Epimedium brevicornu
Common Name: bishop's hat
Type: Herbaceous perennial
Family: Berberidaceae
Native Range: China
Zone: 4 to 8
Height: 1.00 to 2.00 feet
Spread: 1.00 to 2.00 feet
Bloom Time: April to May
Bloom Description: Purple and white
Sun: Part shade to full shade
Water: Dry to medium
Maintenance: Low
Suggested Use: Ground Cover, Naturalize
Flower: Showy
Tolerate: Rabbit, Deer, Drought, Heavy Shade, Erosion, Dry Soil, Shallow-Rocky Soil

Culture

Easily grown in average, acidic, dry to medium moisture, well-drained soils in part shade to full shade. Prefers loose, organically rich loams with consistent moisture in part shade (sun dappled or morning sun). Foliage will usually burn in full afternoon sun. Tolerates full shade. Also tolerates drought and dry shade (rhizomes hold moisture) once established. Intolerant of alkaline soils. Clumps spread somewhat slowly by creeping rhizomes, but will form attractive colonies over time. Foliage is basically deciduous. Cut back any remaining old foliage in late winter if needed. Propagate by division in early spring or fall.

Noteworthy Characteristics

Epimedium brevicornu is a rhizomatous, deciduous perennial that is noted for producing an abundant late spring bloom of small but attractive, short-spurred, nodding, purple and white flowers (each 1-2" across) which bloom in compound inflorescences (10-50 flowers per inflorescence) in spring (April-May) atop flowering stems rising above an attractive foliage clump of green usually biternate leaves (9 leaflets) to as much as 24" tall. This epimedium is native to woodlands, thickets and slopes in central to north central China (Gansu, Henan, Hubei, Qinghai, Shaanxi, Shanxi and northwestern Sichuan provinces). Each flower features four showy spurred purple petals and eight sepals (four petal-like ovate-elliptic white to pale yellow inner sepals and four much smaller light purple outer sepals which drop at the time of bloom). Each flowering stem bears two opposite biternate leaves. Leaves are basal and cauline. Papery, ovate to broad-ovate leaflets (to 3" long) have spiny marginal teeth, short-acuminate tips and deep cordate bases. New leaves emerge in spring with a pink-maroon cast, but mature to medium to dark green.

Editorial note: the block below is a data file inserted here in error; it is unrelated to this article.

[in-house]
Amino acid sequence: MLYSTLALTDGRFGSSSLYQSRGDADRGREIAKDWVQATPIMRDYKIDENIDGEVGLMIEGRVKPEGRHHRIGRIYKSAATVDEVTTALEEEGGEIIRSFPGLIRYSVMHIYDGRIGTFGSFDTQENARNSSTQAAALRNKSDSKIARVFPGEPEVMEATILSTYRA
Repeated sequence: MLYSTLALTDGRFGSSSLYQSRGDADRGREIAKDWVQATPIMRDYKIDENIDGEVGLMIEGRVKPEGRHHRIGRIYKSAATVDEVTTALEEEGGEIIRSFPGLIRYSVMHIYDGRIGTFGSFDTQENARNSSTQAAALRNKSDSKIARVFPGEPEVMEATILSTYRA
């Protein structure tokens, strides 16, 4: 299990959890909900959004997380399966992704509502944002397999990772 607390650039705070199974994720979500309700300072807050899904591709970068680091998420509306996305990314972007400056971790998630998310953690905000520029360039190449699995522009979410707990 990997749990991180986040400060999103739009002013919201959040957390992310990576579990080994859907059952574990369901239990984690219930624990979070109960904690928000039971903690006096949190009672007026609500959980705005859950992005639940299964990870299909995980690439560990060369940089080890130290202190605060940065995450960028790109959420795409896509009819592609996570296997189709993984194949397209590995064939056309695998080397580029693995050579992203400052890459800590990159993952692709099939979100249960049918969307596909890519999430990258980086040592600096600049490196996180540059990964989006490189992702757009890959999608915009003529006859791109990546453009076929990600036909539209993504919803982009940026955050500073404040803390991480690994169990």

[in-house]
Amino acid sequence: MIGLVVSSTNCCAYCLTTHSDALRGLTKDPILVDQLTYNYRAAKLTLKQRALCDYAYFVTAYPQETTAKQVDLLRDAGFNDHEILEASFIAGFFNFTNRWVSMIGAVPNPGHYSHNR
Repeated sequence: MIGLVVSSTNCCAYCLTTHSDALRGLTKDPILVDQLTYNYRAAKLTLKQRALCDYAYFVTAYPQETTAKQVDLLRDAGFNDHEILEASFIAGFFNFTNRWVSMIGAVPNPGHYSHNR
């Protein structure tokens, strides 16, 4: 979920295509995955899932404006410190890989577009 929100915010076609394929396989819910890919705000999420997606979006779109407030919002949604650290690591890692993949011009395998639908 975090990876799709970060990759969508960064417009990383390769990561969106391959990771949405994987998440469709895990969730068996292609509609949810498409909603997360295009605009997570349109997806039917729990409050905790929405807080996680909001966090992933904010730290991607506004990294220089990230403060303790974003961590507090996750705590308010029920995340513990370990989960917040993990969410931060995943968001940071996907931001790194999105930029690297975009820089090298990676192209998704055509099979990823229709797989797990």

Genus name is of unclear origin and meaning but the Greeks used epimedion for a very different plant.

Specific epithet comes from the Latin words brevis meaning short and cornu meaning horn in reference to the short flower petals on this species.

Epimediums are also commonly called bishop’s hat (four-spurred flowers resemble clergyman's biretta) or barrenwort (root extract was once believed to prevent female conception).

Problems

No serious insect or disease problems. Mosaic virus (transmitted by aphids) is the main disease problem.

Garden Uses

Ground cover or edger for shady areas. Mass in woodland gardens, wild gardens or naturalized areas. Also effective in partially shaded areas of rock gardens and border fronts. Grows well under trees. Edger for paths and walkways.